For most people, an internship is the first step to figure out if you like the job or not. This is why internships are so valuable.
For a select few interns, the decision makers at the company might like you enough to hire you on full time, some even waiting a full year before making it official.
I actually was offered a full-time job at my internship at a slaughterhouse so I can tell you what I know about going from internship to full-time offer. I do have to warn you that every company, every internship process, and every person will have a different story.
For those that don’t know, I worked at Cargill Value Added Meats in the Waco, Texas plant. I spent my days plating microbe films and analyzing turkey water. I did some projects in other areas and I learned a ton from the people around me.
At the end of my internship, my co-workers made me an amazing southern breakfast but they could tell…I probably wasn’t going to return.
At the end of the internship, the Cargill company brought us all to the corporate headquarters to do internship presentations and to meet our peers. It was a nice time. Free food and met some people. One or two I talk to even today.
In around September, I received an offer to work back at Waco Texas. It was actually a generous offer. Accounting for the standard of living, I would actually make more than I ever have.
So that’s the point where you have to decide if it’s worth it to move. I turned it down because I realized that I was kind of lonely and miserable in Waco Texas. Nothing bad about Waco, but it was the first time I was away from home in an environment where I knew no one. Luckily, I changed that mindset when I went to Phoenix.
Anyways, I want to share what I think will give you a more likely chance of you bagging a full-time job position in your internship process. Enjoy!
The closer you are to graduating, the most likely you’ll get a full-time offer
This makes a lot of sense. It will be very hard for a company to guarantee a spot if you’re a sophomore. For a Junior, it’s more likely, and a senior is much more likely. The big advantage of being a sophomore is that for one, you actually do have an internship under your belt, which is pretty rare for sophomores, and that you can intern again next year.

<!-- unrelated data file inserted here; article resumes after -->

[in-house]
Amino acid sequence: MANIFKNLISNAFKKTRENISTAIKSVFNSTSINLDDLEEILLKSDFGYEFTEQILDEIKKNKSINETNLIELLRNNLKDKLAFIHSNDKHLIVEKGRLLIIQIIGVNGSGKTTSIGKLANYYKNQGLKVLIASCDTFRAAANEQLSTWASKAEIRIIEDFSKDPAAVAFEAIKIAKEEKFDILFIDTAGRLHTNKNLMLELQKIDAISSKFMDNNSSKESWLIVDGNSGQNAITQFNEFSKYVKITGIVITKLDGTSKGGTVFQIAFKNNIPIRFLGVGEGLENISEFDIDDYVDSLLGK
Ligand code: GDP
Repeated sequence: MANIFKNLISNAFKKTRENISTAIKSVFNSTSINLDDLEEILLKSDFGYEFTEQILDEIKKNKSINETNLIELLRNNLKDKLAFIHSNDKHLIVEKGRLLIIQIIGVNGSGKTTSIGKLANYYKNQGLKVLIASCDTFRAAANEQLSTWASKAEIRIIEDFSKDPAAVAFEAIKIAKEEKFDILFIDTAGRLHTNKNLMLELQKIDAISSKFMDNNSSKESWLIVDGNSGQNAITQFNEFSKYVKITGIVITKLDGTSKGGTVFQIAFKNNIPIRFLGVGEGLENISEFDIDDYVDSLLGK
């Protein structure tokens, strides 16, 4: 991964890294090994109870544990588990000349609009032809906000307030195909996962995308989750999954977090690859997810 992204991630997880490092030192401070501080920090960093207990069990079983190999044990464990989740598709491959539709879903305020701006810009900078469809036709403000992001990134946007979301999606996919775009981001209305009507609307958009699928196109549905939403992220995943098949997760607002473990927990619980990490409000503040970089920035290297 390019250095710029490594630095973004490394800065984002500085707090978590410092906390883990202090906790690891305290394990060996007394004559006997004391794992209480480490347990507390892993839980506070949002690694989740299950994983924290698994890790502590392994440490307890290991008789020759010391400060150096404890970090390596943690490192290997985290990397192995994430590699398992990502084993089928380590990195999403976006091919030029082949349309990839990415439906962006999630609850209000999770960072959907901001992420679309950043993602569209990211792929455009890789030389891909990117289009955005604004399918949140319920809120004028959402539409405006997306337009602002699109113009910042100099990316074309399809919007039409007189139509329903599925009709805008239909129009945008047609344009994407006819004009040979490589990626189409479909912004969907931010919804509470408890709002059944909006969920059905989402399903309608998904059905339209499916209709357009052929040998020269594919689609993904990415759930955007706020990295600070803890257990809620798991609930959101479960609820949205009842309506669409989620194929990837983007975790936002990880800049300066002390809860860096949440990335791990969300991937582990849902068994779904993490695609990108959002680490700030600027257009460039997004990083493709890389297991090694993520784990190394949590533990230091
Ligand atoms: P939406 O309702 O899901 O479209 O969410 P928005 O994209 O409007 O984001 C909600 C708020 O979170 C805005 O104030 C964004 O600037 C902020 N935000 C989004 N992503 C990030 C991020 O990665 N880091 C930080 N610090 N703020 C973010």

There is an argument to be made that getting an internship after your junior year is the best time that companies will hire you for a full time role. In most cases, an internship after your senior year wouldn’t make sense because you’re supposed to get a grown up job already, right?
Most big companies who have a structured internship program will have the program designed to hire if you’re after your junior year. They have budgets and stuff.
Bigger Companies Generally Will Hire You But Don’t Bet On It
Cargill, Ecolab, ConAgra, generally have comprehensive internship programs that involve a project and then you present it to a bunch of corporate people. In general, most interns will get a job from this, but not everyone. It’s really hard to judge if you’ll get chosen or not but as long as you have a good time, that’s all that matters, right? If you don’t have a good time at your internship, do you really want to be hired there?
In general R and D jobs are much harder to get full-time offers in big companies just because bigger companies want masters and ph.d level people. Smaller companies who can afford an internship might just want someone to do the busy work and especially if there is no internship program set up, then they definitely just want you to do work other people don’t want to do. Of course, take what you can get and if you’re well liked, then you might get hired, but generally, the companies that hire interns that have no internship program and are generally small just want you to lighten their load.
Big companies will generally have more reason and resources to take you on compared to a smaller company but nothing is ever certain.
If you’re well-liked and your manager likes you, you’re likely to get hired
Invited to a sky-box sports game? Pool party? Or whatever? This is a sign you fit in the company culture and they want you. Connecting with as many people and as many departments as possible makes it more likely to be hired full time just because you are making an effort to know everyone.
An internship is a low investment for a company to see if you’re a good fit. Getting along with everyone and being invited to lunch and stuff is one example of how you can notice that you might actually be there for the rest of your life.
One of my biggest regrets after interning is not collecting or keeping in contact with the people I worked with as an intern. In corporate and R+D, you absolutely have to do that just because the networks are so valuable. However, was my slaughterhouse job in the middle of nowhere going to help me out in the future? Maybe but not likely. Point being, collect info, and contact them once in a while is just a nice thing to do.
Did you find this helpful? Is there another subject you want the inside scoop on? Let us know. Email Nicole@FoodGrads.com
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